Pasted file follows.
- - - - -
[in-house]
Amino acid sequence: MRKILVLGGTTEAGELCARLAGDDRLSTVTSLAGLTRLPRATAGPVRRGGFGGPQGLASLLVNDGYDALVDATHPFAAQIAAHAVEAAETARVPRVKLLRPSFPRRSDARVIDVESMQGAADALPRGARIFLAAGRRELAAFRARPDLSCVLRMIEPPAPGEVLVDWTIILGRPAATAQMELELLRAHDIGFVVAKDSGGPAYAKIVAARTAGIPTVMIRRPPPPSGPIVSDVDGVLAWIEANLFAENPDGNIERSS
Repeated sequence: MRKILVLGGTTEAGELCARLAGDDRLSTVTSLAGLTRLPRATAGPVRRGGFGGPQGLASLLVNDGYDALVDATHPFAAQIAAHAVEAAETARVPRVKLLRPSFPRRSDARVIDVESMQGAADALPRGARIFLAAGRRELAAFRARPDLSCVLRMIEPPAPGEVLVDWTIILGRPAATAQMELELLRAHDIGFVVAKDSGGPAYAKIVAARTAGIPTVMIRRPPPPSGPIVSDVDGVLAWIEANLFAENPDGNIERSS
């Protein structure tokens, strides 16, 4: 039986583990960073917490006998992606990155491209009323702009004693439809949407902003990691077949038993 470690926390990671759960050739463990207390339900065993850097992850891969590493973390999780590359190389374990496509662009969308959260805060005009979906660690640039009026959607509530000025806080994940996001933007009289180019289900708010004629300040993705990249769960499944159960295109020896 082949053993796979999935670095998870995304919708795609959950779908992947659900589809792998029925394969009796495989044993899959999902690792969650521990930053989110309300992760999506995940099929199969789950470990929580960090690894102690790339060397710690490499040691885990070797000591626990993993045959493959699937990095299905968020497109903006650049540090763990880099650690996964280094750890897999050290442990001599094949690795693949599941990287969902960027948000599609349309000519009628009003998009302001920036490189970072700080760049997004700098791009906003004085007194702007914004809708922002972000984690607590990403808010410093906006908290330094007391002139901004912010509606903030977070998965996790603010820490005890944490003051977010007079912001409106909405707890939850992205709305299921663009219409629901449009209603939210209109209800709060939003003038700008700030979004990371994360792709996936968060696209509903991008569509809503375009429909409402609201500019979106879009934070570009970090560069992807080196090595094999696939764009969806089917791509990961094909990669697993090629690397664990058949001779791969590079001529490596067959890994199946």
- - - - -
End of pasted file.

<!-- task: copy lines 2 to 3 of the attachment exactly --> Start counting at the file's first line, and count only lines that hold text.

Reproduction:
Amino acid sequence: MRKILVLGGTTEAGELCARLAGDDRLSTVTSLAGLTRLPRATAGPVRRGGFGGPQGLASLLVNDGYDALVDATHPFAAQIAAHAVEAAETARVPRVKLLRPSFPRRSDARVIDVESMQGAADALPRGARIFLAAGRRELAAFRARPDLSCVLRMIEPPAPGEVLVDWTIILGRPAATAQMELELLRAHDIGFVVAKDSGGPAYAKIVAARTAGIPTVMIRRPPPPSGPIVSDVDGVLAWIEANLFAENPDGNIERSS
Repeated sequence: MRKILVLGGTTEAGELCARLAGDDRLSTVTSLAGLTRLPRATAGPVRRGGFGGPQGLASLLVNDGYDALVDATHPFAAQIAAHAVEAAETARVPRVKLLRPSFPRRSDARVIDVESMQGAADALPRGARIFLAAGRRELAAFRARPDLSCVLRMIEPPAPGEVLVDWTIILGRPAATAQMELELLRAHDIGFVVAKDSGGPAYAKIVAARTAGIPTVMIRRPPPPSGPIVSDVDGVLAWIEANLFAENPDGNIERSS